I've noticed users are sometimes hesitant to meddle with their irrigation systems due to an uncertainty over the outcome of any changes made. Unfortunately, this tends to lead to a reactive (as opposed to proactive) mindset, if or when an issue occurs.
The two outdoor sessions on the irrigation training day I co-presented with my colleague Cevan Edwards brought a fully operating sprinkler system above ground. By having the whole sprinkler on display, we were able to clearly demonstrate best operating practice, show what potential faults look like, and help people identify and deal with these problems in a proactive manner.
For example, this allowed us to point out the hydraulic tubing which is fitted to the outside of the Toro Infinity sprinkler body, and is attached to all sprinklers below ground and away from damage. The gear drives of the Flex and Infinity sprinklers, which are all lubricated with water rather than oil, were highlighted, as was the cable joint between the lateral signal cable and decoder input which is inside the enclosure. This not only provides a fundamental understanding of all aspects of irrigation, but dispels any pre-existing assumptions of how some sprinklers operate.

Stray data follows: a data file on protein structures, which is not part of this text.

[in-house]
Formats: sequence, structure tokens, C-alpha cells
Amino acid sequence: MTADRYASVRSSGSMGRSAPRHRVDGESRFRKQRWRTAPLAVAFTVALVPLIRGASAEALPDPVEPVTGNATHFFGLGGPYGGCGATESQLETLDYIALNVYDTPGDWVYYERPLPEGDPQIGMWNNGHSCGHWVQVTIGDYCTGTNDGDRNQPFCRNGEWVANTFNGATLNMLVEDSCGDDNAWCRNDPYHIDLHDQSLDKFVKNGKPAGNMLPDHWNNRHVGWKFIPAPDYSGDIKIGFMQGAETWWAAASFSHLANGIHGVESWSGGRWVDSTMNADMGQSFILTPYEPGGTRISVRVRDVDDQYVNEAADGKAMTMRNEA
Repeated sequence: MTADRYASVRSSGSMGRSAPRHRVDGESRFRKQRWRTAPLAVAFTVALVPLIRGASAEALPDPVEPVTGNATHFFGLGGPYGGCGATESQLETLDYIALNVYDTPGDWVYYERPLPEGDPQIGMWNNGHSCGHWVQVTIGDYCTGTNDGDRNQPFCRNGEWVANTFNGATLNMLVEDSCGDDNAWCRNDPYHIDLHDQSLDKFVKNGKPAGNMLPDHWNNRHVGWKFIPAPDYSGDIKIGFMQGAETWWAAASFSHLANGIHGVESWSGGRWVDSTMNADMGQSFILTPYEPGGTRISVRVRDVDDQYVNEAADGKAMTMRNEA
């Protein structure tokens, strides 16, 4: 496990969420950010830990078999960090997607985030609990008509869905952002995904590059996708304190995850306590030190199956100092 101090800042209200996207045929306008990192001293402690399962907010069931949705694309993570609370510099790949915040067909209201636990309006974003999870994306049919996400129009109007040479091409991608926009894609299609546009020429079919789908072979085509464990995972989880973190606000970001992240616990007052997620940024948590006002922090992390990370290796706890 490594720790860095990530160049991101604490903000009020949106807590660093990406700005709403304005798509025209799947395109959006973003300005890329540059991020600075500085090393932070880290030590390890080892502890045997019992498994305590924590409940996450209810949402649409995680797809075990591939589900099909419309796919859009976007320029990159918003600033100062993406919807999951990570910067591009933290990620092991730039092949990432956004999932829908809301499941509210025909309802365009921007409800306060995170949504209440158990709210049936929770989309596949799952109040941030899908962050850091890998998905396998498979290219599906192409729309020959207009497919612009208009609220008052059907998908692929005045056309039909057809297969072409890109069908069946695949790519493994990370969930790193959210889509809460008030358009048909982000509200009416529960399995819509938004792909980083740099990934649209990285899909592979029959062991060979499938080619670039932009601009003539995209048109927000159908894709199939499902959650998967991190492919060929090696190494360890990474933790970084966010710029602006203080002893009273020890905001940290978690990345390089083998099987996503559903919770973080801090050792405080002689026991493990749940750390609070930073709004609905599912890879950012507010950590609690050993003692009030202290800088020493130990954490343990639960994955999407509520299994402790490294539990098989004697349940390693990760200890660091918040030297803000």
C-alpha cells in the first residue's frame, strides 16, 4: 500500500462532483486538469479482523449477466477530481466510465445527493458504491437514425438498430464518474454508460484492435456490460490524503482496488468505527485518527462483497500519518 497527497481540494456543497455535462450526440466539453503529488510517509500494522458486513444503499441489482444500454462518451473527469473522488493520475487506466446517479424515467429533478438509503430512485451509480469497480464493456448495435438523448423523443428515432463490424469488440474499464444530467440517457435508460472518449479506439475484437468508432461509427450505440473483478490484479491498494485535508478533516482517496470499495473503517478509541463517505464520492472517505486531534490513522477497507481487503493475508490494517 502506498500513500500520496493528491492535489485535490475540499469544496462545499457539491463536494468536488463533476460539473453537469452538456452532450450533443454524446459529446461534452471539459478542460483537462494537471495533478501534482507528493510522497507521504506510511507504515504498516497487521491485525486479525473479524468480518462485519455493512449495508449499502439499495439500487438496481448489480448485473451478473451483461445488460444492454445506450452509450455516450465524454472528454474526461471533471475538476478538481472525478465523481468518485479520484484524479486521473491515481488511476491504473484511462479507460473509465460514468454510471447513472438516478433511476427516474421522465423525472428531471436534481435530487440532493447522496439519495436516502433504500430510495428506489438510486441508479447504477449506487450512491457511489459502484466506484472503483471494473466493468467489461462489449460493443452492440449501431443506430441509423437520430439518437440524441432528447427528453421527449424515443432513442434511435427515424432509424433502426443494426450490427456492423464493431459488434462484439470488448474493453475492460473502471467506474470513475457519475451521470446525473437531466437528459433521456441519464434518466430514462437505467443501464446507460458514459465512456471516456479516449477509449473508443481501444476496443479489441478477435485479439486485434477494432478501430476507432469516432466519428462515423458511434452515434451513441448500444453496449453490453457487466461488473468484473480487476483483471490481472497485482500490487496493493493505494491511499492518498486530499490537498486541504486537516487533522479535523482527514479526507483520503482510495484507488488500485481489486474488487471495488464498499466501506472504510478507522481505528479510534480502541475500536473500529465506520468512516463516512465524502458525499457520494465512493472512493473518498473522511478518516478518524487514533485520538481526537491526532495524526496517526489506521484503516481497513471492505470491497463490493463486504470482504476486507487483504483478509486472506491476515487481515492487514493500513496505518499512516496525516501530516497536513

A big part of my role is fault finding within existing systems, as well as providing advice on in-house maintenance. Things such as replacing old greased filled crimps for new 3m DBY/R units, routinely checking controller data matches sprinkler set-up in the field and inspecting arcs to confirm application area is correct, and that service earth points are always secure, are easy to do and make a big difference, instantly.